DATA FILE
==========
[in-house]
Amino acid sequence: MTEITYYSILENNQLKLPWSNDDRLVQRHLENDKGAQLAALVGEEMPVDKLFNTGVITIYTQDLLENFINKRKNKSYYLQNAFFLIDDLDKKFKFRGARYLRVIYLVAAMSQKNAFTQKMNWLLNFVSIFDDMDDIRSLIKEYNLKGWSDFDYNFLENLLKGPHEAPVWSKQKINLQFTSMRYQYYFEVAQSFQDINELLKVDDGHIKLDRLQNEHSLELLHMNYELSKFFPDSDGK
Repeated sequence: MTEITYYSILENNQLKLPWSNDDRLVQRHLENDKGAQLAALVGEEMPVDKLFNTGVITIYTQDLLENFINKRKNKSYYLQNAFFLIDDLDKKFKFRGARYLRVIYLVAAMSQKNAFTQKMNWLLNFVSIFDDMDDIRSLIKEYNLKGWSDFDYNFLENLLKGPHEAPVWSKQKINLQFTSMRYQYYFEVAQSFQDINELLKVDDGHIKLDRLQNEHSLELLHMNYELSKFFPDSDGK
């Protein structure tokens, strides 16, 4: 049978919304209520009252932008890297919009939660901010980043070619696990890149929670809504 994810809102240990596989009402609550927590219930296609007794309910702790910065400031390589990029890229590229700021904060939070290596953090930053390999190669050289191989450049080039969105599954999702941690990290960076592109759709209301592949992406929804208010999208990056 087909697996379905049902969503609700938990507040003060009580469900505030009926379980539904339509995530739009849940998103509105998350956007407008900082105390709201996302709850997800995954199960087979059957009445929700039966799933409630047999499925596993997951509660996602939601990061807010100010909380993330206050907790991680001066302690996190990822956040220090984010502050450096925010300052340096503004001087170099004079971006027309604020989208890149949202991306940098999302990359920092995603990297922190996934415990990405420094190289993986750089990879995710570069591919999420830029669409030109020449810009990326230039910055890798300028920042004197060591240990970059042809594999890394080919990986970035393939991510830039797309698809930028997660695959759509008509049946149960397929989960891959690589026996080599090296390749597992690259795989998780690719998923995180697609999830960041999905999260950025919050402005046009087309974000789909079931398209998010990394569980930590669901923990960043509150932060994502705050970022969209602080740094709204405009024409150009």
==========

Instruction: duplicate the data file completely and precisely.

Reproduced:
[in-house]
Amino acid sequence: MTEITYYSILENNQLKLPWSNDDRLVQRHLENDKGAQLAALVGEEMPVDKLFNTGVITIYTQDLLENFINKRKNKSYYLQNAFFLIDDLDKKFKFRGARYLRVIYLVAAMSQKNAFTQKMNWLLNFVSIFDDMDDIRSLIKEYNLKGWSDFDYNFLENLLKGPHEAPVWSKQKINLQFTSMRYQYYFEVAQSFQDINELLKVDDGHIKLDRLQNEHSLELLHMNYELSKFFPDSDGK
Repeated sequence: MTEITYYSILENNQLKLPWSNDDRLVQRHLENDKGAQLAALVGEEMPVDKLFNTGVITIYTQDLLENFINKRKNKSYYLQNAFFLIDDLDKKFKFRGARYLRVIYLVAAMSQKNAFTQKMNWLLNFVSIFDDMDDIRSLIKEYNLKGWSDFDYNFLENLLKGPHEAPVWSKQKINLQFTSMRYQYYFEVAQSFQDINELLKVDDGHIKLDRLQNEHSLELLHMNYELSKFFPDSDGK
């Protein structure tokens, strides 16, 4: 049978919304209520009252932008890297919009939660901010980043070619696990890149929670809504 994810809102240990596989009402609550927590219930296609007794309910702790910065400031390589990029890229590229700021904060939070290596953090930053390999190669050289191989450049080039969105599954999702941690990290960076592109759709209301592949992406929804208010999208990056 087909697996379905049902969503609700938990507040003060009580469900505030009926379980539904339509995530739009849940998103509105998350956007407008900082105390709201996302709850997800995954199960087979059957009445929700039966799933409630047999499925596993997951509660996602939601990061807010100010909380993330206050907790991680001066302690996190990822956040220090984010502050450096925010300052340096503004001087170099004079971006027309604020989208890149949202991306940098999302990359920092995603990297922190996934415990990405420094190289993986750089990879995710570069591919999420830029669409030109020449810009990326230039910055890798300028920042004197060591240990970059042809594999890394080919990986970035393939991510830039797309698809930028997660695959759509008509049946149960397929989960891959690589026996080599090296390749597992690259795989998780690719998923995180697609999830960041999905999260950025919050402005046009087309974000789909079931398209998010990394569980930590669901923990960043509150932060994502705050970022969209602080740094709204405009024409150009």